This island was inhabited by the Knights Templar in the 12th and 13th centuries. After their expulsion and dissolution, it passed to the Crown of Aragón, who donated it to the Bishopric of Tui in 1370 in appreciation for their loyalty. The following years were a series of periods when it was occupied by religious orders and other periods of abandonment, raids and attacks by British pirates, led by Sir Francis Drake. The Battle of Rande was fought in 1702, in which Anglo-Dutch troops won against the Franco-Spanish fleet. They raided the coast and set fire to the monastery of San Simón, which ended up destroyed and completely abandoned after another English attack in 1719.
After being left abandoned for almost a century, an isolation hospital was built on the island due to the Cholera epidemic, and all vessels coming from Europe were required to make a stop there. The hospital was operational from 1841 to 1927, when it was converted into a prison because of the Civil War. In 1948 it became the summer residence of Franco’s guards, but in 1950 there was a shipwreck in which 43 of them lost their lives. This event resulted in the closure of the island, which only opened again between 1955 and 1963 to become a home for orphaned children.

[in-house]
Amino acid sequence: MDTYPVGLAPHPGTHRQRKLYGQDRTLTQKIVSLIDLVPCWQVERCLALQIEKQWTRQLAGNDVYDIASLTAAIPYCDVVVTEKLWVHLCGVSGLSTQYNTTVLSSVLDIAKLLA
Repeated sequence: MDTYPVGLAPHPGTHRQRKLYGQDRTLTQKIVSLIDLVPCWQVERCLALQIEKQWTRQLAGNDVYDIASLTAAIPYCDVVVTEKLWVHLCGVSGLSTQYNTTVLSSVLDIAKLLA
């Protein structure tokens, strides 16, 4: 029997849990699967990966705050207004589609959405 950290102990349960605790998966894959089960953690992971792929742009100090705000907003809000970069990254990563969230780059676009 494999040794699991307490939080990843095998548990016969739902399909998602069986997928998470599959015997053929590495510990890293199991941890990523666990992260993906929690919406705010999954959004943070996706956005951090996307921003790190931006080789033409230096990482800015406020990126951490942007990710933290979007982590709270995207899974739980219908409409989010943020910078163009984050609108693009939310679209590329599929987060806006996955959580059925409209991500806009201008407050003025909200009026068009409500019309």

Today the island is available for visits by appointment. It was heavily restored and is now a centre for the Recovery of Historical Memory, housing several buildings like an archive and a library.